Inking the collagraph plate intaglio

After “building” a plate on a surface such as matboard, the printmaker carefully inks that plate using a stiff tab of matboard.  Ink covers the surface and is pushed into the recesses.


Wiping the surface of the inked plate

Tarleton or stiffened cheesecloth is balled up with crumbled newsprint inside.  The surface of the plate is gently stroked using a controlled circular motion to avoid removing too much ink from the concave and convex layers.


Preparing the brayer for a relief rollover

A strip of a second ink color is applied on a glass surface and worked with a brayer using a forward and up movement until the distribution of ink on the brayer is uniform.   The inked brayer is then rolled over the plate to create a variety of color combinations.  The artist may adjust the color manually by wiping chosen areas or adding more ink with a small brayer.  This process can be repeated using rollers of varying durometers to reach different levels of the plate.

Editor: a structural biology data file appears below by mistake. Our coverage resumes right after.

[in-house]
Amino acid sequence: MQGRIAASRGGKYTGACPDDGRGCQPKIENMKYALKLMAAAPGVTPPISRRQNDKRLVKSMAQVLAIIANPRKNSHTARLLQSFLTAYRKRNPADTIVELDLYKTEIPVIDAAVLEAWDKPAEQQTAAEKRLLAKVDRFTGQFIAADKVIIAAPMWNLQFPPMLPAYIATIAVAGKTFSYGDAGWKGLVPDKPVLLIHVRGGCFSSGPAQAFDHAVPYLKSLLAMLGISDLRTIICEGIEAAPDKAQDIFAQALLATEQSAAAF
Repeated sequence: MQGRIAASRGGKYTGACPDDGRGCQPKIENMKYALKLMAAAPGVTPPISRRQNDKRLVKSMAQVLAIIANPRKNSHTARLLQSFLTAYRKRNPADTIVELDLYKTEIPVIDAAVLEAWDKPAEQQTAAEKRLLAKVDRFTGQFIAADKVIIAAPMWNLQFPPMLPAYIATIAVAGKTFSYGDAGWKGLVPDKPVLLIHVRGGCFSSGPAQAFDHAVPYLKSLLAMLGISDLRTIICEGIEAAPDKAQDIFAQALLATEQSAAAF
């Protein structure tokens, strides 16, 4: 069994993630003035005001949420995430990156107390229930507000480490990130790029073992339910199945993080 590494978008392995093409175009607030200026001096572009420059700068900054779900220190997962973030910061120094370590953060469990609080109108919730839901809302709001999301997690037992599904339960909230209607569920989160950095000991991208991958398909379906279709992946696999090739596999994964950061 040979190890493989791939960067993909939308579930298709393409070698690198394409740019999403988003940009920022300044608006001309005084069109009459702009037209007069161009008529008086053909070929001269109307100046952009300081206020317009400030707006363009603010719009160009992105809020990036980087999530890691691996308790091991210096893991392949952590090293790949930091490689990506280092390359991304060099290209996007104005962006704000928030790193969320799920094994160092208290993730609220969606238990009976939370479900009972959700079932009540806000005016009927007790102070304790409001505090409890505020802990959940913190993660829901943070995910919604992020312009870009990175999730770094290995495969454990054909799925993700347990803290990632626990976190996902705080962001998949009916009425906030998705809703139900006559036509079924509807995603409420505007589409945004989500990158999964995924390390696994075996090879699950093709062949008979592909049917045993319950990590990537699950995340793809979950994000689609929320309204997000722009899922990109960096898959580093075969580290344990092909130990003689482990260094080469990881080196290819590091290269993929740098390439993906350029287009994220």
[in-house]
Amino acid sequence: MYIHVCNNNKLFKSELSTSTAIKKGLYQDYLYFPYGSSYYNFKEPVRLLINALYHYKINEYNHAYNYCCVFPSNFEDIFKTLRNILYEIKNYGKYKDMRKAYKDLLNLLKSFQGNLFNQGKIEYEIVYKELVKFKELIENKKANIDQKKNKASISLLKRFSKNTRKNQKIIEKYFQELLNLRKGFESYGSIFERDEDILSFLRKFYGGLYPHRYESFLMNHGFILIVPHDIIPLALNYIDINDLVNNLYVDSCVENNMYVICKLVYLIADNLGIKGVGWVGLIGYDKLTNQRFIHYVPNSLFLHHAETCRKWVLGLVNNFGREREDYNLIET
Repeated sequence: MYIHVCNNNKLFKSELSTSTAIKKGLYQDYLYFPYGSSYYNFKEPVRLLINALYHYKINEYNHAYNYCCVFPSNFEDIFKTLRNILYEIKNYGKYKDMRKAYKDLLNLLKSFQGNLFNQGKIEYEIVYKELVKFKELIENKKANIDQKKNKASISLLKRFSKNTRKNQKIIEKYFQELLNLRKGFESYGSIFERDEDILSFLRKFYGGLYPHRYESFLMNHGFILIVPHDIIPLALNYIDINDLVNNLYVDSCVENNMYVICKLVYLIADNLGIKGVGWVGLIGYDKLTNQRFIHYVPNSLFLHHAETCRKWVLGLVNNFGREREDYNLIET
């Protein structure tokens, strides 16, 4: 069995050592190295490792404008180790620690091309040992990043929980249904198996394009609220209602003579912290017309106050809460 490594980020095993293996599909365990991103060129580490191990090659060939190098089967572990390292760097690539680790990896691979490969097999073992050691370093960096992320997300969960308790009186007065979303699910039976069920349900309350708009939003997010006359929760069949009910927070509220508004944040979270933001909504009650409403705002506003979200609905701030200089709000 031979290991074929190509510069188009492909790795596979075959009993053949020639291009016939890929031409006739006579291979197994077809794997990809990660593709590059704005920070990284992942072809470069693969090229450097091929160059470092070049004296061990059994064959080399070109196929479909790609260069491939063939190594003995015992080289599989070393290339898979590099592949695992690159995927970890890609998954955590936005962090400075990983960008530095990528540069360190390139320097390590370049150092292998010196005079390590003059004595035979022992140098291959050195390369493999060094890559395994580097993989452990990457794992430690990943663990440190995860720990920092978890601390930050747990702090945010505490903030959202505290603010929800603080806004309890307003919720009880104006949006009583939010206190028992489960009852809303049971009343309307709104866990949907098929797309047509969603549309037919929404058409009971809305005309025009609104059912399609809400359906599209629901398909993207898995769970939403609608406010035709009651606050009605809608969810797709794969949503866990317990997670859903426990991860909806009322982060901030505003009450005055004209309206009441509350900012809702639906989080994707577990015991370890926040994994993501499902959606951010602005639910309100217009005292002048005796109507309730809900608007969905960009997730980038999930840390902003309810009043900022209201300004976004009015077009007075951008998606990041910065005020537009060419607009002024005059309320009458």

Pulling the print

The print paper, which has been soaked to remove sizing and then blotted, is placed on top the plate on the press bed and covered with blankets.  It is rolled through the press as the press wheel is manually turned.  The image from the inked plate is pressed onto the paper.


Finished print is removed and dried

Lifting the blankets to reveal the finished print is an exciting moment in a long process. The print is removed and hung or placed under glass to dry.  If the printmaker is pleased with the result, he can begin the inking process again for another print.  If the desired effect has not been achieved, he may use this state print as a guide for further work on the plate or to determine refinements he may want to make in the inking process.


How to make Collagraphs

Wednesday, July 20, 2011